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King Salmon will add a third monitoring site application to test viability for offshore fish farms in Otago.
The Otago Regional Council wants to process the consents itself, instead of calling in the Conservation Minister, departing with the methods of other regions the company applied to.
The Marlborough-based company applied for consents in Otago for two 3600ha monitoring sites off the region's eastern coast.
King Salmon business development manager Mark Preece said yesterday it hoped to submit an application next week for a third site roughly 20km off the coast of Oamaru, about the same size as those in the other applications.
Those applications are for a site 16km southeast of Coal Point, in South Otago, and another one 12km southeast of Shag Point, in East Otago.
The company would use monitoring buoys to gather information about whether the areas were suitable for salmon farming. It would then need to apply for consents for those farms.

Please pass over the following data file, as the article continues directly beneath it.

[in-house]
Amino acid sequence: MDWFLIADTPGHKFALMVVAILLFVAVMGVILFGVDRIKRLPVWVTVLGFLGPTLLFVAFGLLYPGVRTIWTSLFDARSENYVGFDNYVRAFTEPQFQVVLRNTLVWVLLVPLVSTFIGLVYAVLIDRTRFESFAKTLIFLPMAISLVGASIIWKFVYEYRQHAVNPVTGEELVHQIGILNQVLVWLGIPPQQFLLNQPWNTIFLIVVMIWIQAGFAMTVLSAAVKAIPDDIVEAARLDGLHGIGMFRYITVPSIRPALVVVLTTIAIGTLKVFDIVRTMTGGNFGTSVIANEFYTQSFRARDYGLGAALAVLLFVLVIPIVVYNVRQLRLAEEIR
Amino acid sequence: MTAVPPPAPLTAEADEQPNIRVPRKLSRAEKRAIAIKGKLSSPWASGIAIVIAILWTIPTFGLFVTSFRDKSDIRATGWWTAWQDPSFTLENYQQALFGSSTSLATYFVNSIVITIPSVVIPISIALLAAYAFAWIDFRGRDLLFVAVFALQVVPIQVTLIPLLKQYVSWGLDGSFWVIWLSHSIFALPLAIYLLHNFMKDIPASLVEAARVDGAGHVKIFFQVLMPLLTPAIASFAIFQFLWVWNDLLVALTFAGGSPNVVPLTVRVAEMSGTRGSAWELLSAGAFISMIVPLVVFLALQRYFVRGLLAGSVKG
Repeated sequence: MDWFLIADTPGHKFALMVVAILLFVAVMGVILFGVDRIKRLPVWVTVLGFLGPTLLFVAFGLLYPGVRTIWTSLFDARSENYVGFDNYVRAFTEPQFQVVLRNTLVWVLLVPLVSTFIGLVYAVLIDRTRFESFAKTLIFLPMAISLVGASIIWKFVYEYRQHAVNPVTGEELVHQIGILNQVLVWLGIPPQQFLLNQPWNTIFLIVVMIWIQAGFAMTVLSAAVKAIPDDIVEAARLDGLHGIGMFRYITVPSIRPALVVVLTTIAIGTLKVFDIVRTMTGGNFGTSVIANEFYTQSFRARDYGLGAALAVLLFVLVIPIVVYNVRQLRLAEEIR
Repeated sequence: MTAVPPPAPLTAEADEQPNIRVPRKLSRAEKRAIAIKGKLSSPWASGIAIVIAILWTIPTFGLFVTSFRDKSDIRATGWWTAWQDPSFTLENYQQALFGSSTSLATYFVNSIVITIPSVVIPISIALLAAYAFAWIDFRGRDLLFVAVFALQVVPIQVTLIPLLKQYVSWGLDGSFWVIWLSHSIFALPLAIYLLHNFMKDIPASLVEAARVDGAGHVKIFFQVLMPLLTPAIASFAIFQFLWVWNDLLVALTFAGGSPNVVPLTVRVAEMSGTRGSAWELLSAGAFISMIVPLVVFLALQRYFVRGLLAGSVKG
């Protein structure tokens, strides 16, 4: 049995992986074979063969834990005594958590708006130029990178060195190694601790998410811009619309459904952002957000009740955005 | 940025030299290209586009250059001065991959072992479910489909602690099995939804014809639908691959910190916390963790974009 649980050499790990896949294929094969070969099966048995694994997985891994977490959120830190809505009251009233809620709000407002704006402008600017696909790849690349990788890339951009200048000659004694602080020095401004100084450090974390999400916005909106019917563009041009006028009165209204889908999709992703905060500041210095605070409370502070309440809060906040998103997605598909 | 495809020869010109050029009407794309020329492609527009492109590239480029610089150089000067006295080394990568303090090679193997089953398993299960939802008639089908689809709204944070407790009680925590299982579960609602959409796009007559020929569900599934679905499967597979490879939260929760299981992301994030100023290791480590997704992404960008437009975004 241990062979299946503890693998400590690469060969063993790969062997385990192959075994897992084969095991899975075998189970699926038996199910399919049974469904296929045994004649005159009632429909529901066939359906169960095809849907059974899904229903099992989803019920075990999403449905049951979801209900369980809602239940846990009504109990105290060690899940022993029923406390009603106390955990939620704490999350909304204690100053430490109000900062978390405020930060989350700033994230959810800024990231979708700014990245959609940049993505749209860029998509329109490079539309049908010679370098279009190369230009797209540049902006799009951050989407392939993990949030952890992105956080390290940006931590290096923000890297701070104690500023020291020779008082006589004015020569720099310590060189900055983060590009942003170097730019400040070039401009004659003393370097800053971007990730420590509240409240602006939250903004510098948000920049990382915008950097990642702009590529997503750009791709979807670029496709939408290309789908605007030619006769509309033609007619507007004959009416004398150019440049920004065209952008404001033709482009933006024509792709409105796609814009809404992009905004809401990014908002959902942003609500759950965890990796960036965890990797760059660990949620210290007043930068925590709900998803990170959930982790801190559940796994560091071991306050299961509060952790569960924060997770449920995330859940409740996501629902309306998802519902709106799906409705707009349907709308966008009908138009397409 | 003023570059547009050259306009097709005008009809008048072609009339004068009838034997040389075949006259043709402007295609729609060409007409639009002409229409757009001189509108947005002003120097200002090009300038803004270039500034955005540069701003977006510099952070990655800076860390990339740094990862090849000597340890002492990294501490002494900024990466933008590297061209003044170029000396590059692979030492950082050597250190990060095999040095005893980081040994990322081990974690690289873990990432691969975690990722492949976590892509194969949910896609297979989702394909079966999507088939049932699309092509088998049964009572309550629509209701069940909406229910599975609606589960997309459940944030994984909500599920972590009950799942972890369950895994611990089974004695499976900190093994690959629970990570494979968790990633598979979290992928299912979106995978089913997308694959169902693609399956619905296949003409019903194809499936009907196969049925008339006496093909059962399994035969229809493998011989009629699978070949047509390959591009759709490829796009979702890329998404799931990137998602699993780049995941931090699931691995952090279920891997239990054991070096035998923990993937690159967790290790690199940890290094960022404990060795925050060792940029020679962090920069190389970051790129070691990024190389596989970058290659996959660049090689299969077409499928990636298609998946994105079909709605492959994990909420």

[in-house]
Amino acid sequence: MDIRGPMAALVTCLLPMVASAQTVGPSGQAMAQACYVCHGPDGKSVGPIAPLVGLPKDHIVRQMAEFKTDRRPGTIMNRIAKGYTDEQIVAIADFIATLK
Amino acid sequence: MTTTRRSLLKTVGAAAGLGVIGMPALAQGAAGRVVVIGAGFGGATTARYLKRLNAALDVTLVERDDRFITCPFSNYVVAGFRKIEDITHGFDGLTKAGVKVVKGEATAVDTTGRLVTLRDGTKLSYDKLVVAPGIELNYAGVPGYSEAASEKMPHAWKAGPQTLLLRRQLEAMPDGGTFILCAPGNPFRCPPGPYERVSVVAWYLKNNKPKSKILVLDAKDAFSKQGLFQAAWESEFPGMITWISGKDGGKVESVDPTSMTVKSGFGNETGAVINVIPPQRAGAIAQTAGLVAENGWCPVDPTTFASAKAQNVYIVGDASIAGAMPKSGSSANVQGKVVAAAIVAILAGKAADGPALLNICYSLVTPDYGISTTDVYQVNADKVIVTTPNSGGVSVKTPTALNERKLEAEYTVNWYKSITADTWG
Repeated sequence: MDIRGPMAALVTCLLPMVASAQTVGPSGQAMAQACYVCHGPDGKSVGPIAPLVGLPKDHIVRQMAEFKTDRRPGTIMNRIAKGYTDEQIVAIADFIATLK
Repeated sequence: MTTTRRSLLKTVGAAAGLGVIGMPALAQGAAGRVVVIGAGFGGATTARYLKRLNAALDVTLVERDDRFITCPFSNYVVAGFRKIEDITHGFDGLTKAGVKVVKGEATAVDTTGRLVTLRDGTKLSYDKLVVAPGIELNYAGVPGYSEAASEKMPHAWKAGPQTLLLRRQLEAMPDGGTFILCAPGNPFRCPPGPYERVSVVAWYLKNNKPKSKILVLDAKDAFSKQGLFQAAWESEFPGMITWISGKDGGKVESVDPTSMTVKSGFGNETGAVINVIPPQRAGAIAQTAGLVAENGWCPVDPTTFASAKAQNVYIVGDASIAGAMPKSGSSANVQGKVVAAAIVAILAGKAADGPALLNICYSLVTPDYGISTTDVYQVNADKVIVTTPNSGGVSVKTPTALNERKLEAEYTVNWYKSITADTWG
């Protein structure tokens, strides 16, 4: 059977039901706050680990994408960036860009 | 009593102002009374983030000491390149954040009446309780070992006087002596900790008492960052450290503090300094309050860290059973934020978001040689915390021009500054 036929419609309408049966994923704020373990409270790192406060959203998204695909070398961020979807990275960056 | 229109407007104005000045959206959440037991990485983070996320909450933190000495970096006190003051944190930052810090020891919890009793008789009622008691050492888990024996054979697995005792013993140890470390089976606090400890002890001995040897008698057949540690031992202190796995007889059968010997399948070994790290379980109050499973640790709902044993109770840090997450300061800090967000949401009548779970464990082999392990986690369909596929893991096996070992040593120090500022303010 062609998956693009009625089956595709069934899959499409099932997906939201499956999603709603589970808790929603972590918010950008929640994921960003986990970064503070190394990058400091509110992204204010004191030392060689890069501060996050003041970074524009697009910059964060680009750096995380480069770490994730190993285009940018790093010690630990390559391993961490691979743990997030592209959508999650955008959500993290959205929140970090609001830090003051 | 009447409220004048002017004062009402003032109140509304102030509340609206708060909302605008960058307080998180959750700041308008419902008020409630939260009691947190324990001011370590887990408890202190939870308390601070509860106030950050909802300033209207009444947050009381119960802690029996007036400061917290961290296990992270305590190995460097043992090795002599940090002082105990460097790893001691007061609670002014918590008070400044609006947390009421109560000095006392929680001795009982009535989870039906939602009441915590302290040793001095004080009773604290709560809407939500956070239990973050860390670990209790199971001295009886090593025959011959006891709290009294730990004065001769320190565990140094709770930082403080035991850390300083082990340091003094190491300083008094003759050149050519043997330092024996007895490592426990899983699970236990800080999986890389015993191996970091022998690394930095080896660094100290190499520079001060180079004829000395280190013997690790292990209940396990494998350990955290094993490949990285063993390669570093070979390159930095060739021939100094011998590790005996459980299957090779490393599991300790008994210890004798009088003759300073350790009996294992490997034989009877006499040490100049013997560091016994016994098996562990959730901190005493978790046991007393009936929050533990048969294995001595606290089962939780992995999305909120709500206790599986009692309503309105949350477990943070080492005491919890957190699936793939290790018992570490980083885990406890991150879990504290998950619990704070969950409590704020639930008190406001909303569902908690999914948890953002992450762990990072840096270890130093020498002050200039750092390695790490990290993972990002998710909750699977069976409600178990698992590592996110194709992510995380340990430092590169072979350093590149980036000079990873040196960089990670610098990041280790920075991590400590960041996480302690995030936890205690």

The company also applied for three similar consents in Southland off the coast of Stewart Island, four in Canterbury and two in Marlborough.
The Southland and Marlborough councils both decided to call in the minister to process the consents, because they saw them as being of national significance.
Otago councillors decided on Tuesday it should process the consents itself. However, the minister could still decide to call them in.
Cr Gretchen Robertson said the consents were ''basic bread-and-butter stuff'' for the council.
''They're monitoring buoys and that's all it is at this point.''
Cr Michael Laws said it was such a minor issue he did not know why the council had to vote on it.
If the company later applied for consents for salmon farms, it would then become significant, he said.
Council chief executive Sarah Gardner said the consents could be viewed as part of a wider project to create salmon farms and therefore be seen as being of national significance.
However, she agreed with the staff decision to not call in the minister.
Mr Preece said the company should know if a site was viable about six months after monitoring buoys were put there.
If farms were created, the company imagined consents would be processed together on a national level to ensure consistency.
It was partly moving to offshore farms further south because of ''a rapid warming of the water temperature in the Marlborough Sounds''.